|The Chateau de Castelnaud|
Looking out from the ramparts, you can see why this was such a strategic position. You can see the river and valley below for miles.
|No sneaking up on this castle|
In the Hundred Years War, the castle changed hands between the French and the English six times. Not all of those times involved battles. Sometimes a siege was enough (accompanied by a bribe, of course) to convince the current occupant to give up the castle for the other side.
But when a battle was involved, we saw a ton of the implements used in said battle. Because the Chateau de Castelnaud has huge displays of medieval weapons, siege weapons, armor, and implements of the time.
At heart, I suppose, I am still just a pre-teen boy who revels in the joy of looking at weapons and armor. For that boy inside, this was a treat.
For armor, the displays began with simple chain mail shirts or chain mail helms.
|For the fashion conscious battle weary soldier|
But you could see plate mail as well. Even a knight in plate mail on a horse covered in barding. (Barding is the name for the armor plates that a horse wears.)
|Look ma! I'm shiny!|
In the line of personal weaponry, well, you can always start with the classics: swords and daggers. We learned about the hilt and pommel, and how important the pommel is. It keeps your hand from slipping off the end, and it is there to counterbalance the weight of the blade.
|It's kind of a double edged sword. Not just kind of.|
But if something more exotic is your interest, what about flails, morning stars, or battle axes? How about all three?
|I do not want to get hit by any of these!|
Perhaps you are more of a war hammer type. Did you realize that these don't look anything like Thor's Mjolnir, but much more like really big versions of ball-peen hammers? I didn't.
|Hey guys, after the battle, let's go drive some rivets|
Have to face the cavalry? No problem. You just need a staff weapon or a pole arm. These allow you to keep your distance from the nasty charging knight while still dealing maximum damage.
|I wouldn't touch that with a ten foot pole. Unless it had something sharp at the end.|
Check out the many varied ends on these pole arms. They could be used for all sorts of things. And we learned that the inspiration for many of the shapes of the heads of the pole arms came from the agricultural implements used in those days.
|From the fields of wheat to the fields of battle|
And finally, what kind of defense could a castle put up without the trusty crossbow? Of course, the challenge with a crossbow is drawing back the string. In early forms, men just had to pull. But then they invented the stirrup crossbow. You put your foot in the stirrup and use the leverage of your whole body to pull it back. But when even that isn't fast and easy enough, here comes another improvement in crossbow technology: the crank! Not just for fishing anymore! You can use it to draw back your bowstring.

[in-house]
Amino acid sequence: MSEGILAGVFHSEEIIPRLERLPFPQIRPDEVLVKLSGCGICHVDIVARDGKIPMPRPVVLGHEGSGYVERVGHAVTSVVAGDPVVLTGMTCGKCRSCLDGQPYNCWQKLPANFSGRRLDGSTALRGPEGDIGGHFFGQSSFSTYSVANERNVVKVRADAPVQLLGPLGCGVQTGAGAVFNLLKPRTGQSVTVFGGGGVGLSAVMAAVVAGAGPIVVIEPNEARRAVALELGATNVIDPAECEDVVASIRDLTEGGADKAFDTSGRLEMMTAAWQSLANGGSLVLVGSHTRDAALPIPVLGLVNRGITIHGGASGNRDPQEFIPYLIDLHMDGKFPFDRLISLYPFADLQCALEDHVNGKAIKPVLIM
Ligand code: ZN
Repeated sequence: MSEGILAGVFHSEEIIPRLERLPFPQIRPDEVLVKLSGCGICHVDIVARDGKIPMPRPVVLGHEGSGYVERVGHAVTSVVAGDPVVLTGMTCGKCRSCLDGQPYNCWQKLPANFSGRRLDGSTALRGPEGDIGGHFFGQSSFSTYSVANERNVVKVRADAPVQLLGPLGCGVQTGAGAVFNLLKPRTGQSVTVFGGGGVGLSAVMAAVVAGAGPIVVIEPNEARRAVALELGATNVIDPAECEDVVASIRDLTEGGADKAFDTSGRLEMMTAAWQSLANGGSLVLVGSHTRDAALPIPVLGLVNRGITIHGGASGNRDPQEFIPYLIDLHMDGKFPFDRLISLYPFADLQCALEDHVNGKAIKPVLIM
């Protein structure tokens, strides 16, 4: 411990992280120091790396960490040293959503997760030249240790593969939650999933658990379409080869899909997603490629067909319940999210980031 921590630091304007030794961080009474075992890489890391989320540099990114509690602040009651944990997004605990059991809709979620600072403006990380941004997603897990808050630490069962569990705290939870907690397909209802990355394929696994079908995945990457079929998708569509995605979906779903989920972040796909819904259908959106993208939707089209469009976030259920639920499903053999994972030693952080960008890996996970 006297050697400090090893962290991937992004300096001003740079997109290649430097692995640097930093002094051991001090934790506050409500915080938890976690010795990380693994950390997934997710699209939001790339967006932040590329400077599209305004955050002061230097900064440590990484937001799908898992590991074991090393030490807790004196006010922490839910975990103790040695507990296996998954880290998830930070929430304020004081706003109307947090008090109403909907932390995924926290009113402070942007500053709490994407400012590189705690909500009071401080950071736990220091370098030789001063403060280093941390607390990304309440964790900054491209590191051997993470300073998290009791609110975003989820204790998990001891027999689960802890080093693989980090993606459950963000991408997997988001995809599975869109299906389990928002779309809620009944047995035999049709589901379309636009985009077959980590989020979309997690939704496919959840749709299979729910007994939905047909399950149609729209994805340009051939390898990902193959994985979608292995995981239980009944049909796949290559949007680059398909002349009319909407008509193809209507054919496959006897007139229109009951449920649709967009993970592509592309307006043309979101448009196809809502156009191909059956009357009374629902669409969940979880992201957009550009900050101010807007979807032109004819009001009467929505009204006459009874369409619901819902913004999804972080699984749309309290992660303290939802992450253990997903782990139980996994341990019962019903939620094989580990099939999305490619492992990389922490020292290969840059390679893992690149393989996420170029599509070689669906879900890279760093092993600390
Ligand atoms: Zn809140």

|Ready, aim, wait, wait, pull back the string, then aim.|
But personal weapons are only the beginning of a battle at a castle. What you really need are siege weapons and defense from those nasty crossbowmen on the castle walls shooting down at you.
Well, you could certainly use the monteau. This handy device lets you approach the castle with a huge wooden shield in front of you. And it has holes in it for you to shoot your own bows through.
|A rolling wall. Genius!|
But even better is to stay far away from the castle and blast them with varied catapults. Unfortunately for the besieger, the besiegee may also have defensive catapults on his walls. We saw a giant crossbow that was capable of launching a bolt which could go through three men, a horse, and still have enough thrust to lodge itself in a door. That's what it said! What a selling point. Because most people besieging castles bring along their own doors.
But the ultimate in siege weapon technology was the trebuchet. First, engineers invented the mangonel, much like the trebuchet. But the mangonel had a fixed counterweight. The trebuchet has a hinged counterweight. Why is that better? You still get all the launching power of the mangonel, but it is much easier (though still not easy) to lift the counterweight and reset the arm of the trebuchet for another shot. This brought the firing rate from about one per hour to two per hour. Huge improvement!
|Knock, knock. Who's there?|
The trebuchet was so effective in breaking open castle walls that it continued to be used for another 150 to 200 years after the cannon was invented.
Yes, after we learned so much about these weapons and armor, the kids were ready to sign up for the service! A new swordsman and knight in the making.